It was here that I realised for the first time that snowfall could be of two types. I thought it was raining as we approached the campsite, only to be made aware by the team leader that the pitter-patter was not from drops of rain, but tiny little globules of snow that hung on to my woollen jumper before I could get into my raingear. The snowfall at night was very different. Long, thin rod-like snow fell silently on the ground and immediately transformed into soft, flossy snow that lay like a carpet all around us till after 9 am the next morning, when the rays of the sun finally fell on the valley and the snow started to melt. I also learnt that an avalanche was preceded by a thunder-like sound that was short and fast. It was this sound that alerted me to a second avalanche on another peak, a shorter one than the first, as I sat in the valley where Camp 1 was set up by summiteers. There were snow peaks all around, with the difference that the Panchachuli peaks are famous and named. The peaks that lay on the other side were equally beautiful, but are unknown and unnamed. A fact that made me contemplative about factors that contribute to fame – whether of human beings, or of other natural things, whose fame is also decided by us only.

Camp 1 in the morning.
Photo credit: Paramita Banerjee

First rays of sun on one of the
Panchachuli peaks. Photo credit:
Paramita Banerjee
Since mid-October signifies the imminent onset of winter, there were no rhododendrons to greet us along the way. That is not to suggest, however, that the trail was dull and grey. In fact, the leaves in the maple, rhododendron and other non-evergreen trees had assumed fiery orange shades – fall colours as the Americans would say – the wonder of their brightness before drying up and falling to the ground in an unimaginable exuberance in the face of impending death. I couldn’t help wishing for myself the same arrogance when my time comes.

As I sat down for a smoke on my way down on the last day of the trek, two inebriated men accosted me – first for some alcohol, which I certainly wasn’t carrying; then for a couple of cigarettes, which I refused to part with; and finally to insist on guiding me down to Urthing, arguing that the rest of our group had already reached there. Not that it mattered, but I was secure in the knowledge that two of my group were behind me since one was walking really slow because of an old injury on her right foot playing up. My arguments against their offer had no effect on them whatsoever and it needed a group of three of the local women to arrive and scold them in sharp tones for the men to leave me to myself. I smiled wryly to myself as I resumed walking at the folly of my own once-held belief that silver strands saved a woman from unwanted attention from men. Maybe grey hair does contribute to diverting certain kind of attention, but some other form of the same unwanted interest takes its place. The feeling of dominance is so deeply socialised into an average male psyche that any woman anywhere in any situation can become an object of interest – the nature of it determined by what is topmost on a man’s mind at that point. In this case, it was obviously some goodies they wanted, if not in the form of alcohol and cigarettes, then in cash in lieu of a guiding service that I didn’t need. This in a region where villagers go down during winter, leaving their homes barely locked and acts of burglary of any kind are non-existent.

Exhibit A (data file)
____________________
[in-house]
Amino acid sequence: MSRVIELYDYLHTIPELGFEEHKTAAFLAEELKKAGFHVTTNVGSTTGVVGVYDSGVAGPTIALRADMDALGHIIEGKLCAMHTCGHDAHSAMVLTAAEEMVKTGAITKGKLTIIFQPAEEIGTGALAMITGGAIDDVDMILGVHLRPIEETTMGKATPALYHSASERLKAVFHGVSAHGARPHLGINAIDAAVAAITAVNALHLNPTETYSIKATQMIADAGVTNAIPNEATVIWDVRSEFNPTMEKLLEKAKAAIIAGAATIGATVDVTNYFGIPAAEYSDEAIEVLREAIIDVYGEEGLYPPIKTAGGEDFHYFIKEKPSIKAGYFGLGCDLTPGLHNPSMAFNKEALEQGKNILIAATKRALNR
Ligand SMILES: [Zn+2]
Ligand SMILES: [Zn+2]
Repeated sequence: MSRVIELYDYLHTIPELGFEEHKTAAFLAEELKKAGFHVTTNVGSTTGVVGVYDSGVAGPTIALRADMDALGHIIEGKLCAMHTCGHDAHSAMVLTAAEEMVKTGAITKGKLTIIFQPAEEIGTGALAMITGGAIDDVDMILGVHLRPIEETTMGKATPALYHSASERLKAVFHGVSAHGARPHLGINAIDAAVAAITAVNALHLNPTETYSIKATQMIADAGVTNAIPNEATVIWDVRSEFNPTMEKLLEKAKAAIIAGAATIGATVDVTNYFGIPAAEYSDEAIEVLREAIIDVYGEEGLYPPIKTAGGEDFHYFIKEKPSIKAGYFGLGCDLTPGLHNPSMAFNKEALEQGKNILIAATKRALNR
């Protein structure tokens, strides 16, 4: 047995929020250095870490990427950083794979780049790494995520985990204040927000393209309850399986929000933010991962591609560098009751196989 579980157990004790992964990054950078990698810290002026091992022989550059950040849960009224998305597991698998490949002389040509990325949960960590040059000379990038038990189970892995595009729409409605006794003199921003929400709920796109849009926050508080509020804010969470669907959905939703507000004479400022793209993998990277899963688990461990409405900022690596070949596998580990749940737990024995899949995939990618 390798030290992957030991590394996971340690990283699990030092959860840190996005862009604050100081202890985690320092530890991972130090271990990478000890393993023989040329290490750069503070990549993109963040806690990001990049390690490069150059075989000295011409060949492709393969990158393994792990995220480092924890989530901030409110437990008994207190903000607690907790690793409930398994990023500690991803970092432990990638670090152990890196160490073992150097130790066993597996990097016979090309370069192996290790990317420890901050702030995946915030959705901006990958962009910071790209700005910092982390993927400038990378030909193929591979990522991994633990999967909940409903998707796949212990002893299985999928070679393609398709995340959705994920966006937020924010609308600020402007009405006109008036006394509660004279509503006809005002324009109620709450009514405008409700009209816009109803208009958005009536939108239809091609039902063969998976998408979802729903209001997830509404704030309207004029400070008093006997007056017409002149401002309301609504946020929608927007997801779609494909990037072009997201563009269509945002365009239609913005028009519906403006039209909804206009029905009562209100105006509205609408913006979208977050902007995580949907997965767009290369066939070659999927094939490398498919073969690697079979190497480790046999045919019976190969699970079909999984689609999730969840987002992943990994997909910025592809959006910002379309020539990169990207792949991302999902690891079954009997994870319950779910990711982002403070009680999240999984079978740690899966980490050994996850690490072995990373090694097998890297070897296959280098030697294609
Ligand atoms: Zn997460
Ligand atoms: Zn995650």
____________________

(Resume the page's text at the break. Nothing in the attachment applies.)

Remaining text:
Panchachuli in its glorious splendour
Photo credit: Nandini Nayak
As I walked alone down a long stretch of rocky devastation, at times feeling just a little eerie to be the only human being for miles, it felt as if I was re-living my life’s journey – scary at times; always challenging; but the indomitable spirit inside never giving up. Solitude does get the better of me at times, but only for rare and fleeting moments. Freedom, my partner in the trek and in life, never fails to make me keep chin up and trudge along. So, my last thoughts as I climbed the last very-difficult-to-negotiate bit to reach the waiting car: The possibility of an all-woman trekking expedition where the porters, the guide, the cook, everyone would be of the ‘weaker’ sex. My joy was boundless when I heard the male leader of our group discuss the same idea with one of our team members, the only trained mountaineer in the group. I’ll be after her to collaborate on that possibility, I decided as I snuggled under the blanket in the Dharchula Kumaon Mandal Vikash Nigam tourist rest house on our last night in Uttarakhand.

Paramita Banerjee is a black coffee-loving, living-in-the-moment, do-it-yourself social activist and writer.